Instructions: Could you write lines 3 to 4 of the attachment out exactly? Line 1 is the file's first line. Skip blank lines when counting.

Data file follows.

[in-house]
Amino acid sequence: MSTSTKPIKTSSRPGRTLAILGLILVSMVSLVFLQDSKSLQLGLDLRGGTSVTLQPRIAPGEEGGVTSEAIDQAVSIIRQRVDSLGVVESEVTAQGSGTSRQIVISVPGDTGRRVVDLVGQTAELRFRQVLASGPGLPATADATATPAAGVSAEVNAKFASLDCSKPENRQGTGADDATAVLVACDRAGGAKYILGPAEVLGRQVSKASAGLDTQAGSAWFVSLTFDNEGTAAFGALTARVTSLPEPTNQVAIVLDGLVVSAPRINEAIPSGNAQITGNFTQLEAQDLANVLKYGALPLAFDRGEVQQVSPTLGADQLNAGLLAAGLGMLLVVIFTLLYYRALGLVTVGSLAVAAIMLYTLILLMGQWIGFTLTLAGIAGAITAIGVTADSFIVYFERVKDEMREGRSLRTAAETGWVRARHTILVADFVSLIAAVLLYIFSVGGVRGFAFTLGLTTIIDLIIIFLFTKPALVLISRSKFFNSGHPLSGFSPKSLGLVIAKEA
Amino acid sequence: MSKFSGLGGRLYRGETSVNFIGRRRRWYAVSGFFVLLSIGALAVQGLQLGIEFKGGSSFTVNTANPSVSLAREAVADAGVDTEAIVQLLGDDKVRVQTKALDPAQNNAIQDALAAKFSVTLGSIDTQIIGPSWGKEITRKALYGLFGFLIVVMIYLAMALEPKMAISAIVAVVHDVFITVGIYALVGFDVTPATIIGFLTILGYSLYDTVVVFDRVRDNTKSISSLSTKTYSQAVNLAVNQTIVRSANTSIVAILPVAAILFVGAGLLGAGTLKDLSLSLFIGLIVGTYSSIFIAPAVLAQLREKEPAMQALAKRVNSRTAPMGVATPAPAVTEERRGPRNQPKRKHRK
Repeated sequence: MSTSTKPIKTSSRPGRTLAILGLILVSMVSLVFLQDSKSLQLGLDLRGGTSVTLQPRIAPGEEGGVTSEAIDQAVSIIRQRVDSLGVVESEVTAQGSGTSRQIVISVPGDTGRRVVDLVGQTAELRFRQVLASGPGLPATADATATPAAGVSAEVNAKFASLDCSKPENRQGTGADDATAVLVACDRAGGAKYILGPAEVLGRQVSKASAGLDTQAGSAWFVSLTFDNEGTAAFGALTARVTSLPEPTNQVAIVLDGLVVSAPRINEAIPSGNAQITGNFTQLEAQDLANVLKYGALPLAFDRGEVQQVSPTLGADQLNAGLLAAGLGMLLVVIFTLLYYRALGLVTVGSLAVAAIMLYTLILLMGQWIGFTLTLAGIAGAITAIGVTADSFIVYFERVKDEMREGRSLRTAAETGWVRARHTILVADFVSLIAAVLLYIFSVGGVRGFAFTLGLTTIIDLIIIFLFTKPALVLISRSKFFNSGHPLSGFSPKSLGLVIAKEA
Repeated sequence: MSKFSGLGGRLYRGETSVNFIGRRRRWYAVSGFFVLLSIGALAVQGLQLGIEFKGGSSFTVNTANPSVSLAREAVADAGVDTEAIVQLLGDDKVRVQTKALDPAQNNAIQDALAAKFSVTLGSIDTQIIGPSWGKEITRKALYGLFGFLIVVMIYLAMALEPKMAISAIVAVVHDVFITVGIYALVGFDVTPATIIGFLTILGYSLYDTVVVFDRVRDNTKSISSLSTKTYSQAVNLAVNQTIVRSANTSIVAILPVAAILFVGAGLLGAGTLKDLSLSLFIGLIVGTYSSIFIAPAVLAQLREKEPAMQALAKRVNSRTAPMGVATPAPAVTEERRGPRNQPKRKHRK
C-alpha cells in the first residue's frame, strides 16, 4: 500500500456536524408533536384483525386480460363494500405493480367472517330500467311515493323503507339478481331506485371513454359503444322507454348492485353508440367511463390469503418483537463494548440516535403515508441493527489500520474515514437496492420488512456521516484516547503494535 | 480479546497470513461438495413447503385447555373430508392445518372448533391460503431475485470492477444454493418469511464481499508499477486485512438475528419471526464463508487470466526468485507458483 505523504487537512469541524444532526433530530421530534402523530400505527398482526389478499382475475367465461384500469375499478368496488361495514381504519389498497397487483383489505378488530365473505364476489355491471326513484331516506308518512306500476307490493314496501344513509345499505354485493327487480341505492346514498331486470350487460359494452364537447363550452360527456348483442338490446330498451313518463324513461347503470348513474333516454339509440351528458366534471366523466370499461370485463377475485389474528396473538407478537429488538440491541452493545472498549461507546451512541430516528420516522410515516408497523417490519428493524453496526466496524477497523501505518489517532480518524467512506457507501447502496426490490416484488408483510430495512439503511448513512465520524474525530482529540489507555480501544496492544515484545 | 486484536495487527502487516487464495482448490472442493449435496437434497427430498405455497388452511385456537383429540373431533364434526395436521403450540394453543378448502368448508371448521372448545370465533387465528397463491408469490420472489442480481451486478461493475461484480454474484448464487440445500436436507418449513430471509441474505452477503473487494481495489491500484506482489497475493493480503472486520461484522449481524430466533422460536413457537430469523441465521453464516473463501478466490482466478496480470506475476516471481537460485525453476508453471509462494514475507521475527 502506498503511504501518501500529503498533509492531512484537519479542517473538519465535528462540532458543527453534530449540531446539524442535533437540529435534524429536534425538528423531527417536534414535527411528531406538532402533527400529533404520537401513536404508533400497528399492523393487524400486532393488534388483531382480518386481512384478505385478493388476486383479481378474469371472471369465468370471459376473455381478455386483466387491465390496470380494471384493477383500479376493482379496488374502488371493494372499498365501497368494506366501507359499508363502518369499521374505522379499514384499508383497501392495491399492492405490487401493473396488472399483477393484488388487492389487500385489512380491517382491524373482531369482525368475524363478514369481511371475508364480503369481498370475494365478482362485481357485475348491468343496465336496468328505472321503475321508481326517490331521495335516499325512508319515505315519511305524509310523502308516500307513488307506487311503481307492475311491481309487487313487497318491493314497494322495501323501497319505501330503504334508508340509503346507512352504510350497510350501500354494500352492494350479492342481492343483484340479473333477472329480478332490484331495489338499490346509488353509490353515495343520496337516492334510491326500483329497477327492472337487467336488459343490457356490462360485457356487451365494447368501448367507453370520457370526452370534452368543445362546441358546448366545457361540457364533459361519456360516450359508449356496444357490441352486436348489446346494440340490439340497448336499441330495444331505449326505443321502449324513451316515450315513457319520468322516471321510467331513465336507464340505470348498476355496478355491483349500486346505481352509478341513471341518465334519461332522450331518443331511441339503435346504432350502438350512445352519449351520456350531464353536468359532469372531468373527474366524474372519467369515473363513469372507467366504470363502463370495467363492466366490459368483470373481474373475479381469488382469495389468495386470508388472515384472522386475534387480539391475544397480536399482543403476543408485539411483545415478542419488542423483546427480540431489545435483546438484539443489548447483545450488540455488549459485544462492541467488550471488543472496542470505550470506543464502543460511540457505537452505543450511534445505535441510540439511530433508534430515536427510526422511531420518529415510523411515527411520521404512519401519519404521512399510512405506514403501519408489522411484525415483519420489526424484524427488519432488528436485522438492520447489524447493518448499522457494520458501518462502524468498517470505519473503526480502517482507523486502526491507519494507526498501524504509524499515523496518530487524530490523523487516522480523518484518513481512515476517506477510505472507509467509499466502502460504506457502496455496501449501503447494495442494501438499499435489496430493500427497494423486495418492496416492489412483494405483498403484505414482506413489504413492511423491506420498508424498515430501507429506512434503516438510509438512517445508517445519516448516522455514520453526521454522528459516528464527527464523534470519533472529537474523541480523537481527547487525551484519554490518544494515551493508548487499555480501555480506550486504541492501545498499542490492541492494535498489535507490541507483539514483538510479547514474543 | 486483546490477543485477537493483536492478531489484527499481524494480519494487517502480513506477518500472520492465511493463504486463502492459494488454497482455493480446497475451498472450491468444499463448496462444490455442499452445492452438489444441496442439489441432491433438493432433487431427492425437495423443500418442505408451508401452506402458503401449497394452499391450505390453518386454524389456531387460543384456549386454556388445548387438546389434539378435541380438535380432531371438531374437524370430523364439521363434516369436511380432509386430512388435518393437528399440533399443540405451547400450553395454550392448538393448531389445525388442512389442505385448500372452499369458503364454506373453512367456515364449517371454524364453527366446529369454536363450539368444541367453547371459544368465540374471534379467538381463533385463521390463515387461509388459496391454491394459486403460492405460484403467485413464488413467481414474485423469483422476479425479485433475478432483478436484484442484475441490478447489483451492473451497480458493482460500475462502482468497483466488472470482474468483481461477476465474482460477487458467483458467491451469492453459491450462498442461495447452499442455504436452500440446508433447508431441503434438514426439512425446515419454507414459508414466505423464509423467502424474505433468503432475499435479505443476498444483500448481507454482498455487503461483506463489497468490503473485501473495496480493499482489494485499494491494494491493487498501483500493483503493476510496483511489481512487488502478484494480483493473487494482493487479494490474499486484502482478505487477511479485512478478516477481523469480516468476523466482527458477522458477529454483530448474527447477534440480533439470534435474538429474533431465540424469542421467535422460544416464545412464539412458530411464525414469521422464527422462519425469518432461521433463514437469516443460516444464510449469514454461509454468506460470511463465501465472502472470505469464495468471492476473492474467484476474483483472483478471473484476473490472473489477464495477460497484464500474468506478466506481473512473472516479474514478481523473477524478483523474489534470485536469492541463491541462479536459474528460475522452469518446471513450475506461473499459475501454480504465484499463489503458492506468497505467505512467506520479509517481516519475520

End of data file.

Amino acid sequence: MSKFSGLGGRLYRGETSVNFIGRRRRWYAVSGFFVLLSIGALAVQGLQLGIEFKGGSSFTVNTANPSVSLAREAVADAGVDTEAIVQLLGDDKVRVQTKALDPAQNNAIQDALAAKFSVTLGSIDTQIIGPSWGKEITRKALYGLFGFLIVVMIYLAMALEPKMAISAIVAVVHDVFITVGIYALVGFDVTPATIIGFLTILGYSLYDTVVVFDRVRDNTKSISSLSTKTYSQAVNLAVNQTIVRSANTSIVAILPVAAILFVGAGLLGAGTLKDLSLSLFIGLIVGTYSSIFIAPAVLAQLREKEPAMQALAKRVNSRTAPMGVATPAPAVTEERRGPRNQPKRKHRK
Repeated sequence: MSTSTKPIKTSSRPGRTLAILGLILVSMVSLVFLQDSKSLQLGLDLRGGTSVTLQPRIAPGEEGGVTSEAIDQAVSIIRQRVDSLGVVESEVTAQGSGTSRQIVISVPGDTGRRVVDLVGQTAELRFRQVLASGPGLPATADATATPAAGVSAEVNAKFASLDCSKPENRQGTGADDATAVLVACDRAGGAKYILGPAEVLGRQVSKASAGLDTQAGSAWFVSLTFDNEGTAAFGALTARVTSLPEPTNQVAIVLDGLVVSAPRINEAIPSGNAQITGNFTQLEAQDLANVLKYGALPLAFDRGEVQQVSPTLGADQLNAGLLAAGLGMLLVVIFTLLYYRALGLVTVGSLAVAAIMLYTLILLMGQWIGFTLTLAGIAGAITAIGVTADSFIVYFERVKDEMREGRSLRTAAETGWVRARHTILVADFVSLIAAVLLYIFSVGGVRGFAFTLGLTTIIDLIIIFLFTKPALVLISRSKFFNSGHPLSGFSPKSLGLVIAKEA